Raft River Elementary School’s parents advisory council (PAC) wants to build a playground for intermediate students in the school’s back courtyard, according to PAC president Sabine Cooperman.
She asked Clearwater town council for a letter of support during council’s Sept. 3 meeting.
The playground in front of the school is designed for primary-aged students, she said.
The courtyard at the back of the school is mostly empty and would be a good location for a playground for older students.
More than half of the 320 students at Raft River are in grades 4 to 7, she said.
After talking with the students the PAC members found that they preferred a playground with a variety of activities for everyone, rather than one dedicated to just one sport, such as a basketball court.
The councillors voted to give Cooperman the letter of support. The also invited her to discuss with staff the possibility of receiving a grant-in-aid from the municipality.
There was some concern expressed that the PAC’s project might conflict with a proposal by the Mayer family to build a spray park for Clearwater. However, Cooperman said the two projects would be intended for different groups in different locations, and would use mostly different funding sources.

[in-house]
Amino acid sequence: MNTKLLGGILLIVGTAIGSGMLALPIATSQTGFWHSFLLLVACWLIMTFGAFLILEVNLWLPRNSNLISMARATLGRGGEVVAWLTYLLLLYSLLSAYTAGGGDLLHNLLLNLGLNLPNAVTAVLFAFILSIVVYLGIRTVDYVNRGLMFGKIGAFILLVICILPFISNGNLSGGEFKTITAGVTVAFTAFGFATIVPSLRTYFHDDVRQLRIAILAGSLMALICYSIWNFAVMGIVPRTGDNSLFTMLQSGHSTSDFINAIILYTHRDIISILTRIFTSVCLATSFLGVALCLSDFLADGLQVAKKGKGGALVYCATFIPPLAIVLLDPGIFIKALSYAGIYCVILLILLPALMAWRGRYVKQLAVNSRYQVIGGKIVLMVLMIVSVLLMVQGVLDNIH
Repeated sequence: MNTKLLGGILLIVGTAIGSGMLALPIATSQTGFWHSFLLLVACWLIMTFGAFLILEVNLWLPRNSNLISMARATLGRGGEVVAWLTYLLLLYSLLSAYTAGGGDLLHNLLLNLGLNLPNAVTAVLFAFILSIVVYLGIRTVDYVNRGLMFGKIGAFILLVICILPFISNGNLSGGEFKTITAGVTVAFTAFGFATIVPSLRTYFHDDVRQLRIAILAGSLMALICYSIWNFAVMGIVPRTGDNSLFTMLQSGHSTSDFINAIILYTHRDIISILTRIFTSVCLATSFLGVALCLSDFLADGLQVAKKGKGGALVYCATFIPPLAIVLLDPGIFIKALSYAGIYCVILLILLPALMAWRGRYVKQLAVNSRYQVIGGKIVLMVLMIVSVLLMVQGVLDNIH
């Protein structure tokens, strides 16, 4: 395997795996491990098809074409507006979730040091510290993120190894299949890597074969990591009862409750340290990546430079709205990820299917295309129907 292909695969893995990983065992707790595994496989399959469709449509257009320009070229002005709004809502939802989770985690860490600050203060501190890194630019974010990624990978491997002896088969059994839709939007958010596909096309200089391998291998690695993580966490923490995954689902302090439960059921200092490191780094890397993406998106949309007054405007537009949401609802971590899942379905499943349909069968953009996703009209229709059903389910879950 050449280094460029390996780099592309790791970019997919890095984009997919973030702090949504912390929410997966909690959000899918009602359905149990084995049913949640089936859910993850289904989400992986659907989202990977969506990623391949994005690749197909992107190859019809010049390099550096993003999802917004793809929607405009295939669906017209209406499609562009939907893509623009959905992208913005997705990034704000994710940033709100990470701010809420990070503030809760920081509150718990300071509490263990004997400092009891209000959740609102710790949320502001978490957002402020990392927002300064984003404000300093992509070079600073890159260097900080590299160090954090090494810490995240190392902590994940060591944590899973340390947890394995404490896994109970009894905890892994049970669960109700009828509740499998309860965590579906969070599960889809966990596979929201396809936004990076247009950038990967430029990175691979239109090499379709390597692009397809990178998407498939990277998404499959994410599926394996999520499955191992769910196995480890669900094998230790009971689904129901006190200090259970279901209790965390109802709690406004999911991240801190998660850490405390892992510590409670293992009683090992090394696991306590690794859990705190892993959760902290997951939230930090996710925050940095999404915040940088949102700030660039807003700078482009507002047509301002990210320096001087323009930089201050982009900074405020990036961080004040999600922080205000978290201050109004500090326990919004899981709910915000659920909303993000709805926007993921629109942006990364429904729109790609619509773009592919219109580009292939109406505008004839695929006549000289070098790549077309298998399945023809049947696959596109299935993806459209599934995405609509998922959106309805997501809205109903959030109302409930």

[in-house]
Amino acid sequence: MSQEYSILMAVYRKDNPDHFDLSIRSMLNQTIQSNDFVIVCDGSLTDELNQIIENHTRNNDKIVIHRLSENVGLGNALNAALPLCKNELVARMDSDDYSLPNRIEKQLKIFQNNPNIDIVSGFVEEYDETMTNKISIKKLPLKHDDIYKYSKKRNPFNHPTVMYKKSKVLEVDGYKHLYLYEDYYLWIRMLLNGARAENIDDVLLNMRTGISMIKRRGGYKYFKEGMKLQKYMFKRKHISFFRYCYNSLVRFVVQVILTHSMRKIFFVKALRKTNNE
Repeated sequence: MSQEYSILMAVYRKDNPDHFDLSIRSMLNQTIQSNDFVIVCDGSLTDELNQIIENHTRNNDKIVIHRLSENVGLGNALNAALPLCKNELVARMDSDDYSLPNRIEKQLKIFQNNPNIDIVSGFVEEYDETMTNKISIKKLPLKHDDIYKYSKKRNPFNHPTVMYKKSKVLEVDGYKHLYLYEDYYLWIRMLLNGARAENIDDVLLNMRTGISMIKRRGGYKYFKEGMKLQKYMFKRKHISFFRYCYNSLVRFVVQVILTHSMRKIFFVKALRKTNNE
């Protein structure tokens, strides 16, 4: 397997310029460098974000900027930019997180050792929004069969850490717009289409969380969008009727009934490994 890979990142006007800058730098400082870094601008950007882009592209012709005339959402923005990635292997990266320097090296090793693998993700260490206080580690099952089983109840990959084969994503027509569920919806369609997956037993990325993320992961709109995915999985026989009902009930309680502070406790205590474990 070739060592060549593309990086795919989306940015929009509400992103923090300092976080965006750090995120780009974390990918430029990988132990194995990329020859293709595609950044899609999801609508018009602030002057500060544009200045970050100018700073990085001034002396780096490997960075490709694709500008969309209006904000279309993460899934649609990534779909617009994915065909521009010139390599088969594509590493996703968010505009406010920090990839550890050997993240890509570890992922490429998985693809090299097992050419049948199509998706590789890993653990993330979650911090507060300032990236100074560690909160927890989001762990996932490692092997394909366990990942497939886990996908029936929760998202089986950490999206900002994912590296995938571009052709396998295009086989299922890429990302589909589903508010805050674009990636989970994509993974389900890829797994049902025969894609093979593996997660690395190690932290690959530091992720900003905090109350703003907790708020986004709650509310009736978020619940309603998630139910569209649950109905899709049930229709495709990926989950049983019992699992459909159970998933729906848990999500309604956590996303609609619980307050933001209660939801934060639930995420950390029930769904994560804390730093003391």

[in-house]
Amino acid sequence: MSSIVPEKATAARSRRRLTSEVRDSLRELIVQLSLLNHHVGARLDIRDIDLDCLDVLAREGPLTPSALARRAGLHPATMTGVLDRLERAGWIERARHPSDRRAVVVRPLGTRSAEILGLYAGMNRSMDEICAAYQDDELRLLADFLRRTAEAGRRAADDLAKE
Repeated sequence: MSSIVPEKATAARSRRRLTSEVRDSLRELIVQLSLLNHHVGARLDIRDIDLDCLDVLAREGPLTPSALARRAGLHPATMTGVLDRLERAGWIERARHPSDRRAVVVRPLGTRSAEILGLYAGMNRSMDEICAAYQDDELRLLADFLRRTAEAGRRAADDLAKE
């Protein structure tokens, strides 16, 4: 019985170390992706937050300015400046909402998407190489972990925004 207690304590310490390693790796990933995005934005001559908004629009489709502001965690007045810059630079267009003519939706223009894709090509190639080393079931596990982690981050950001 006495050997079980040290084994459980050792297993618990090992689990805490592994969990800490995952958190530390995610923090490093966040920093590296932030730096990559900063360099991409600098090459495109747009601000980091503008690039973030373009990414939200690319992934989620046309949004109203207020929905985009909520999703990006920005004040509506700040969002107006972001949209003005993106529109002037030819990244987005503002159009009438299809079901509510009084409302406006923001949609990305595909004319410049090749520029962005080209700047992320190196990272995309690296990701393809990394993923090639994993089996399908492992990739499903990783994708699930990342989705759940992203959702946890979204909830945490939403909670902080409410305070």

New pressure station
Council approved spending up to $75,000 to purchase and install a new pressure reduction station for Swanson Road.
The valve in the present station has failed, public works superintendent Jared Brounstein reported.
The existing valve supplies enough flow for domestic purposes but not enough for fire protection.
The new station will be located in an underground chamber.
Roads to be chip sealed
Chief administrative officer Leslie Groulx reported that council had approved during an in camera meeting proceeding with a cost sharing agreement with the Ministry of Transportation and Infrastructure for 10 km of chip seal surface treatment.
About 10 km of road is to be treated in Kershaw, Miller and Grier subdivisions.
Maximum cost of the project would be $150,000.
Fish hatchery gets exemption
A 20 per cent tax exemption will be given Clearwater Trout Hatchery, council decided.
The hatchery has been totally exempt from property taxes to the District since incorporation.
However, it appears town council feels that only a portion of the community service the hatchery performs directly benefits Clearwater.
The hatchery recently had its classification changed by BC Assessment from farm to business class, which put it into a higher tax ratio.
Cost of the tax exemption to the municipality would be about $2,300 for 2014 and 2015.